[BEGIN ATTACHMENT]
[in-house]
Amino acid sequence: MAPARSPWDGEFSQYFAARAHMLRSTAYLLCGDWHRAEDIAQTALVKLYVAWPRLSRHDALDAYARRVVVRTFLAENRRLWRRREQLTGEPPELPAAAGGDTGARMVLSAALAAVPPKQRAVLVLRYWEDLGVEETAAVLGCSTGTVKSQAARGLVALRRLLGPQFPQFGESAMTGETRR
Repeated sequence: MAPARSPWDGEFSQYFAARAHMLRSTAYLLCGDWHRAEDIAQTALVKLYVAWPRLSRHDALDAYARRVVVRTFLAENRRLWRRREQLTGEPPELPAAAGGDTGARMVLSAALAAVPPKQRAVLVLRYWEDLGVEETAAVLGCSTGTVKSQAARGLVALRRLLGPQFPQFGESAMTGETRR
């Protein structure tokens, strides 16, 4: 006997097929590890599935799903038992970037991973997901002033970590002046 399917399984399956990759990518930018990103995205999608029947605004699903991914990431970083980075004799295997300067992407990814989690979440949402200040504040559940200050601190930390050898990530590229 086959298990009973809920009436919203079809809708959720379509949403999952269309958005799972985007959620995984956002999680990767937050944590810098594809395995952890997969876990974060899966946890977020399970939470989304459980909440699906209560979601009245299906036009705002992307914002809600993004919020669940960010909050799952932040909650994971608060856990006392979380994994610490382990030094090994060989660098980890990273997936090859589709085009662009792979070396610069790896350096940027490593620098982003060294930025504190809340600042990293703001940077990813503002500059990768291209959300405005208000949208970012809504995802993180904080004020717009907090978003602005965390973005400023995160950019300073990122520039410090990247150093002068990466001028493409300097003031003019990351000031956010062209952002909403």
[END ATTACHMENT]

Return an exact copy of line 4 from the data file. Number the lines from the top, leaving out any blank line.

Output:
């Protein structure tokens, strides 16, 4: 006997097929590890599935799903038992970037991973997901002033970590002046 399917399984399956990759990518930018990103995205999608029947605004699903991914990431970083980075004799295997300067992407990814989690979440949402200040504040559940200050601190930390050898990530590229 086959298990009973809920009436919203079809809708959720379509949403999952269309958005799972985007959620995984956002999680990767937050944590810098594809395995952890997969876990974060899966946890977020399970939470989304459980909440699906209560979601009245299906036009705002992307914002809600993004919020669940960010909050799952932040909650994971608060856990006392979380994994610490382990030094090994060989660098980890990273997936090859589709085009662009792979070396610069790896350096940027490593620098982003060294930025504190809340600042990293703001940077990813503002500059990768291209959300405005208000949208970012809504995802993180904080004020717009907090978003602005965390973005400023995160950019300073990122520039410090990247150093002068990466001028493409300097003031003019990351000031956010062209952002909403």